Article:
So in addition to Denny Hartford and James Jordan (excellent articles that I recommend), here are my reasons that I think we should vote for Mitt Romney as opposed to Barack Obama for President of the United States.:

Life – Mitt Romney and more importantly, the Republican Party (as frustrating and aggravating as they can sometimes be) are ardently pro-life and their party platform reflects that. There really is no more important right to safeguard than the right to life. Our founders recognized this listing it as the first inalienable right from God and the bible validates it by requiring, as the price of taking someone’s life, your life. Gen 9:6

Whoever sheds man’s blood,
By man his blood shall be shed,
For  in the image of God
He made man

There is really no stronger statement about the value of life. Since we are made in the image of God, if we are slain, the slayer forfeits his right to life. This is a principal that is not affirmed by the Democrat party, which is why I will never vote for a Democrat regardless of an individuals protestations in favor of life (Ben Nelson – Ne or Bart Stupak – MI). The party does not stand for life and they do not buck the party line. This is not applied for the unborn nor for the elderly and not for the pre-meditated, caught in the act, murderer. This is an unacceptable position and Mitt Romney’s defense of life (albeit late in life, and possibly as a political pander) is much to be preferred and reason enough to vote for him.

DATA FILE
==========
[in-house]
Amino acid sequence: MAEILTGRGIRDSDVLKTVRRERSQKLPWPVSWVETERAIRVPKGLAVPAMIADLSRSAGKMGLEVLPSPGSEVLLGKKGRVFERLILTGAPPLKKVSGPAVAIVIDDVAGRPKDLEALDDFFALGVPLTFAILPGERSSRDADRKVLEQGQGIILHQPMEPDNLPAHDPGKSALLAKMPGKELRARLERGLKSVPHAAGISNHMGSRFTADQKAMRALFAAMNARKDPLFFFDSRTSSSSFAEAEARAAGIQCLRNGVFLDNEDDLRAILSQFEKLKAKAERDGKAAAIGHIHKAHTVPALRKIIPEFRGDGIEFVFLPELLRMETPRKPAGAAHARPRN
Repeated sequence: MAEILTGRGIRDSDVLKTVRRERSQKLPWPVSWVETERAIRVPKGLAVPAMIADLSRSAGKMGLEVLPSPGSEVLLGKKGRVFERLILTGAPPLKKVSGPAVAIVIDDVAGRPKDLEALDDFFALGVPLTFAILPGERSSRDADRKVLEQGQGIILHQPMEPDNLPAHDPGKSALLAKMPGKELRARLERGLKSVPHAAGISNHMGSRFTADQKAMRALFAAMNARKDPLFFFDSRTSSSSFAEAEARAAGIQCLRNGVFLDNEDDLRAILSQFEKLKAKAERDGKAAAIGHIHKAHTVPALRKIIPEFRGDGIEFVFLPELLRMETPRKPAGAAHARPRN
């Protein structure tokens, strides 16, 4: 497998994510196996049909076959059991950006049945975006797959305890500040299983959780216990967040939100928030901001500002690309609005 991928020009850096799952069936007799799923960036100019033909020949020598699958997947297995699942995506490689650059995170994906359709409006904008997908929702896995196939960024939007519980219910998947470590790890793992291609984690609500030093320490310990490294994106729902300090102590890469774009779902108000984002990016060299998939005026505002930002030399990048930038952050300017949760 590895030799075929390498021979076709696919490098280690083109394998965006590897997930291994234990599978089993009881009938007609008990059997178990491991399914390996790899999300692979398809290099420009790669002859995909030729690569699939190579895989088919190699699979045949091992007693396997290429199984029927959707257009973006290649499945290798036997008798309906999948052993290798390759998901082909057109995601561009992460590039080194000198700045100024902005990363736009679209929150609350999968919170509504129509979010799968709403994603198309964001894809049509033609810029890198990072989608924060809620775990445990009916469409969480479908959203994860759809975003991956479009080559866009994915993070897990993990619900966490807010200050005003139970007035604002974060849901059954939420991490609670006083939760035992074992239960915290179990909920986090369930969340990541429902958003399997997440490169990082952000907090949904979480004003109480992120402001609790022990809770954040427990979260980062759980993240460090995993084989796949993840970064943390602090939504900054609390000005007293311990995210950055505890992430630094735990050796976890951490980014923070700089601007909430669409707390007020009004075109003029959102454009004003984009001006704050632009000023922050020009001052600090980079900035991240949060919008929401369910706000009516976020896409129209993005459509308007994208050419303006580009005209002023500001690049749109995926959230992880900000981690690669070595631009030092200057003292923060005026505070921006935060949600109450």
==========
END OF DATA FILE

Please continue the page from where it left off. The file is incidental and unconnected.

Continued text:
Marriage – Mitt Romney and his Vice Presidential choice, Paul Ryan are both supporters of traditional marriage between one man and one woman (insert your own Mormon joke here if it satisfies your cynical itch). While I have no animus towards affectionate couples of the same gender, marriage is a well established institution that is already defined. In addition it is the law of the land and supporting that law leads me to the next reason for supporting the Romney/Ryan ticket.